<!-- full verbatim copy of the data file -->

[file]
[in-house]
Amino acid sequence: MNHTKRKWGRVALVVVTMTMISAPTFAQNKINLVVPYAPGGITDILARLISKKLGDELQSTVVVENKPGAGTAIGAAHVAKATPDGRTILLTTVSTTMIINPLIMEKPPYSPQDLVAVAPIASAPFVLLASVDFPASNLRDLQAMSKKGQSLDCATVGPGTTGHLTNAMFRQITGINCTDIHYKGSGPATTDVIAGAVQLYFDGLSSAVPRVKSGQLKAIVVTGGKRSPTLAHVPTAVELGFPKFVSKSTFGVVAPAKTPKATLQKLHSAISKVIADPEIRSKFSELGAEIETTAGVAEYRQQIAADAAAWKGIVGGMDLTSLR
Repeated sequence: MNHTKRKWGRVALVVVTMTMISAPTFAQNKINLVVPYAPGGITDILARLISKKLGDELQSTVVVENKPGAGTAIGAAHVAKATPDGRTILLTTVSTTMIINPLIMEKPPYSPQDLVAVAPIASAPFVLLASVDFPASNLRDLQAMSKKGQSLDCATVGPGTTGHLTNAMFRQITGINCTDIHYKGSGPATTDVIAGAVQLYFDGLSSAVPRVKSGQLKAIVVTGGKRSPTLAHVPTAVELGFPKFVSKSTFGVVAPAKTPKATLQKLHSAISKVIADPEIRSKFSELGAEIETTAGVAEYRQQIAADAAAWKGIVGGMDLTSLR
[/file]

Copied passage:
[in-house]
Amino acid sequence: MNHTKRKWGRVALVVVTMTMISAPTFAQNKINLVVPYAPGGITDILARLISKKLGDELQSTVVVENKPGAGTAIGAAHVAKATPDGRTILLTTVSTTMIINPLIMEKPPYSPQDLVAVAPIASAPFVLLASVDFPASNLRDLQAMSKKGQSLDCATVGPGTTGHLTNAMFRQITGINCTDIHYKGSGPATTDVIAGAVQLYFDGLSSAVPRVKSGQLKAIVVTGGKRSPTLAHVPTAVELGFPKFVSKSTFGVVAPAKTPKATLQKLHSAISKVIADPEIRSKFSELGAEIETTAGVAEYRQQIAADAAAWKGIVGGMDLTSLR
Repeated sequence: MNHTKRKWGRVALVVVTMTMISAPTFAQNKINLVVPYAPGGITDILARLISKKLGDELQSTVVVENKPGAGTAIGAAHVAKATPDGRTILLTTVSTTMIINPLIMEKPPYSPQDLVAVAPIASAPFVLLASVDFPASNLRDLQAMSKKGQSLDCATVGPGTTGHLTNAMFRQITGINCTDIHYKGSGPATTDVIAGAVQLYFDGLSSAVPRVKSGQLKAIVVTGGKRSPTLAHVPTAVELGFPKFVSKSTFGVVAPAKTPKATLQKLHSAISKVIADPEIRSKFSELGAEIETTAGVAEYRQQIAADAAAWKGIVGGMDLTSLR